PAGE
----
Let’s focus on an important adjective from the last sentence of the previous paragraph. A GOOD academic advisor is worth his or her weight in gold, with platinum lining. Now, what actually defines a good academic advisor can vary depending on the person with whom you are speaking. We tend to define a good academic advisor as someone – whether working directly for a college or university, or not – who offers the best and most accurate advice to budding students in a particular field.
Many universities and colleges will have someone assigned to students almost at random (or, more accurately, often by the first initial of the last name). Now, while these individuals will definitely be able to offer a full spectrum of insights into which classes will meet which graduation requirements (and this is a very important detail, to be sure!), they may NOT be the best people to speak with about entering a particular career field after graduation has come and gone – or have knowledge about details for those entering a particular professional training track, such as medicine, law, or business school.
Be aware that most schools will have specific offices to help serve the particular needs of students who are entering these highly competitive fields, and a good advisor in these areas is an enormous help in the challenging process of application, interviewing, and admission to professional schools after college. It can also be a good idea to seek out advice from someone who is working directly in a student’s field of interest, to get insights and recommendations for the academic path. The most important thing is to gain accurate and timely information, regardless of the source!
3) Do Not Ignore “Minor” Things
While most students will be focused on selecting their college major (or even, for the extremely motivated, a double major!), it is often overlooked that students can also choose a related – or even completely unrelated – subject for a minor area of study. These are areas of academic emphasis that will require fewer classes than a second major, but are still then part of their academic credentials upon graduation.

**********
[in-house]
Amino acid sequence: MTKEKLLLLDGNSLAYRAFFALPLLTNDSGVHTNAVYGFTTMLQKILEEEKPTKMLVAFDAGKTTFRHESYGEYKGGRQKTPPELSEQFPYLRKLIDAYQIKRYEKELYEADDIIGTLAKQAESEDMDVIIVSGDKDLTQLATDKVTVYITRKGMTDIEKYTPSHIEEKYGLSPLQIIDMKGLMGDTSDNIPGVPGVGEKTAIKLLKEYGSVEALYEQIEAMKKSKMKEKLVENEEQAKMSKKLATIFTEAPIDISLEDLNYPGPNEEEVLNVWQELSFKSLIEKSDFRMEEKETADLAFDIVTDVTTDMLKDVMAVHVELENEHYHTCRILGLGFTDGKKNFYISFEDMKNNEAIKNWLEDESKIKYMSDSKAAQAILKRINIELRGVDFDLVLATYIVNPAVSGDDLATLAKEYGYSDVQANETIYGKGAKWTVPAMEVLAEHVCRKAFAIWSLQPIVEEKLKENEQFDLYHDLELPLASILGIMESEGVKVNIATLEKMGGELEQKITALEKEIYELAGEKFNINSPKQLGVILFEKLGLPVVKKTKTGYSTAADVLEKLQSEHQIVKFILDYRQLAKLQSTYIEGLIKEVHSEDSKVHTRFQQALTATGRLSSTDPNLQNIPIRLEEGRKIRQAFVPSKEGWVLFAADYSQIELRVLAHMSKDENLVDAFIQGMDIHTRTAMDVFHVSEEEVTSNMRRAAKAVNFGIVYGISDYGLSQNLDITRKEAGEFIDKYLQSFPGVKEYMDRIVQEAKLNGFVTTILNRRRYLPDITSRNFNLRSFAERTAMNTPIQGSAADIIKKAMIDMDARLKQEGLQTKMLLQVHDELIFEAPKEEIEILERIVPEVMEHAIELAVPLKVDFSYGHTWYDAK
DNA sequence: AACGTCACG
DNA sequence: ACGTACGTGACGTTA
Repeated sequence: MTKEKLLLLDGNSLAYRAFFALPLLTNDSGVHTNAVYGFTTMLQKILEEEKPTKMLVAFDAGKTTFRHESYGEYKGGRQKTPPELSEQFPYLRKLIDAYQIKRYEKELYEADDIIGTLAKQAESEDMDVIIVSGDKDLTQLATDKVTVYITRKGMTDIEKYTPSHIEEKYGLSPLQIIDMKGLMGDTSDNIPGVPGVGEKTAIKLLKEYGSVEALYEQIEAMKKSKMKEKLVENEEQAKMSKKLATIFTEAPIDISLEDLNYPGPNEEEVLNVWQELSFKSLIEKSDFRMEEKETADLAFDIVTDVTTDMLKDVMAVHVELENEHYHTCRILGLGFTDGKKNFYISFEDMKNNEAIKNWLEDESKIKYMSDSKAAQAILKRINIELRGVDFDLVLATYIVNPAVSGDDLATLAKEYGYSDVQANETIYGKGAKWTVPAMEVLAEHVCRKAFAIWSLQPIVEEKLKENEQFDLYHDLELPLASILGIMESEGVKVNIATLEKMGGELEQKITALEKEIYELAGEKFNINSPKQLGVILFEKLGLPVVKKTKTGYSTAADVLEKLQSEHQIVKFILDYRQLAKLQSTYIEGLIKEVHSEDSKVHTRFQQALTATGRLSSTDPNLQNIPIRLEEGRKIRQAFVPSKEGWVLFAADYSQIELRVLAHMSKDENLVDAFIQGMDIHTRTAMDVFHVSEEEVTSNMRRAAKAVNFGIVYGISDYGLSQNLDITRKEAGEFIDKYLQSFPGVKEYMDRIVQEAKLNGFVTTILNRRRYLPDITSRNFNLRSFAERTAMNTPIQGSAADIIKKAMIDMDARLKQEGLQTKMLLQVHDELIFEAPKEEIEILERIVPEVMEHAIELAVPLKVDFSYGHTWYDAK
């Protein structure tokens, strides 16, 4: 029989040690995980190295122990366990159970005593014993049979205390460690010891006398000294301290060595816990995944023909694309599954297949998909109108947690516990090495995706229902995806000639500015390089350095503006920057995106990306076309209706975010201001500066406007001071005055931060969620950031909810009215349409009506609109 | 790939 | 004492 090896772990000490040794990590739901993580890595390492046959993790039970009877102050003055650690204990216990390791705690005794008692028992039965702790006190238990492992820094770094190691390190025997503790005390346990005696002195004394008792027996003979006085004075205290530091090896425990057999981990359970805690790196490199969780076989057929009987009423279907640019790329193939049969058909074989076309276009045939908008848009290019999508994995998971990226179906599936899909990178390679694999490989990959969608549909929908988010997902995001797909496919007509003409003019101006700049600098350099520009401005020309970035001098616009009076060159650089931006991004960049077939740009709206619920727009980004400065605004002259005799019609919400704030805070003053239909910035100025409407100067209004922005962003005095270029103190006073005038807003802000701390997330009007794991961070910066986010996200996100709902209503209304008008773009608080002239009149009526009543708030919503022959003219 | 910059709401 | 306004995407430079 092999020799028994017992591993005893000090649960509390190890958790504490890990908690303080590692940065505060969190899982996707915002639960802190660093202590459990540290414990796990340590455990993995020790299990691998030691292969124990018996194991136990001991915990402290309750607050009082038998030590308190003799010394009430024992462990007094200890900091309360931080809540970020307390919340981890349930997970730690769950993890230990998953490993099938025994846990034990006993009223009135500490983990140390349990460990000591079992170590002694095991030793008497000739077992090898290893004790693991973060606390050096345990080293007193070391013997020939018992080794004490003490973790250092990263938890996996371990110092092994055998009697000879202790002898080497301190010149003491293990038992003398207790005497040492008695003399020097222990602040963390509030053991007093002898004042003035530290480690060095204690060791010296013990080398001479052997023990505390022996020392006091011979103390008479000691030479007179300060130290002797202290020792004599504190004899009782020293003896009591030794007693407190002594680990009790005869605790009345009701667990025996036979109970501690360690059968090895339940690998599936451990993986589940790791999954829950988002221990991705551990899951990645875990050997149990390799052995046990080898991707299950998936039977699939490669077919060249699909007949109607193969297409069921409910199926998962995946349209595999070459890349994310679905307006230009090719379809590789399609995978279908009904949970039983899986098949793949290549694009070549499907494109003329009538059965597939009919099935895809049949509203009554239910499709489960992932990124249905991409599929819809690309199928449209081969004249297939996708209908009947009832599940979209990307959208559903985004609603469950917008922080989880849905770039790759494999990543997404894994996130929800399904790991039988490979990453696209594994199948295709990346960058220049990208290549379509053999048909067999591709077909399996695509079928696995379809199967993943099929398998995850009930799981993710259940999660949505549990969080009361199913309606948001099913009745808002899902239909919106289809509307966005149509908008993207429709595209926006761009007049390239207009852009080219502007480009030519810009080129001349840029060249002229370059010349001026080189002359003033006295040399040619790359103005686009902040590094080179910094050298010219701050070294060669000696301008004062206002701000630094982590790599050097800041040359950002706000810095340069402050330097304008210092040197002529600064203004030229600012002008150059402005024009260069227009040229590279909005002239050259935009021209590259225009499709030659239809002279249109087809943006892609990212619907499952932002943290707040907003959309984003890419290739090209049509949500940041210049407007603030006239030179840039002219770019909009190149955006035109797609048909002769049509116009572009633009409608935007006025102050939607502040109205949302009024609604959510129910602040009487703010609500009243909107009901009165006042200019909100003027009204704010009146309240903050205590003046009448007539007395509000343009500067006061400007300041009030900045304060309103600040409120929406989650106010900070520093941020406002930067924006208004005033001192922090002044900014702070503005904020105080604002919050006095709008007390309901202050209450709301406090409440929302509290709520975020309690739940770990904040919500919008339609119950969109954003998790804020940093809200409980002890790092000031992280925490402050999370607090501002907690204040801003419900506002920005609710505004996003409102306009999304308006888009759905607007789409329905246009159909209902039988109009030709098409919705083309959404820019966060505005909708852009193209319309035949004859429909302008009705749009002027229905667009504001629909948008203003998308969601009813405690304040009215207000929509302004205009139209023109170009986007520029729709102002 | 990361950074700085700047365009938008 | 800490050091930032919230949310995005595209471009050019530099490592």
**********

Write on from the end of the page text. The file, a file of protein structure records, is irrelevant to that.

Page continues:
Some students (and parents) will tend to look down on minor emphases as something “unworthy” of effort, but they can be extremely valuable in many cases. For example, one can complete a minor by simply taking a steady regimen of a favorite foreign language, or a secondary subject of interest, or even by completing course prerequisites for professional schools! (For example, pre-med students often find that they qualify for a minor in Chemistry simply by completing the pre-medical chemistry and organic chemistry requirements, and perhaps one or two other related classes over the course of four years). Minors can be completed in almost any field of interest, and can add to the college experience and to the credentials of any graduate later on in his or her life.
One thing that a minor offers is an opportunity to show that a student has broad interests and abilities, and if their minor is in something that can provide practical experience as well (such as speaking Spanish, French, or Russian… or computer programming… or anything else), then that looks great on a resume later.
4) Diversify Your Options
One of the things that we are quick to recommend to students is that they work hard toward their goals, while also diversifying their goals to a reasonable degree. This means planning and working toward a specific graduate school or career, for example, but also being able to seek alternate pathways to their goals.
In general, success does not come along a straight line, and many students will find divergent pathways to their goals, or even new goals that emerge completely unexpectedly over time during and after their college years. The more open students are to exploring and finding out what options exist for them in their lives, both academically and professionally, the more they are likely to discover enriching and exciting opportunities that they might not have even known about earlier in their lives.
For this reason, we urge students to make exciting plans, aim high, and always keep their eyes open for the opportunities that tend to arise over time – but are only seen if one is actually willing to be looking for them.
Until next month,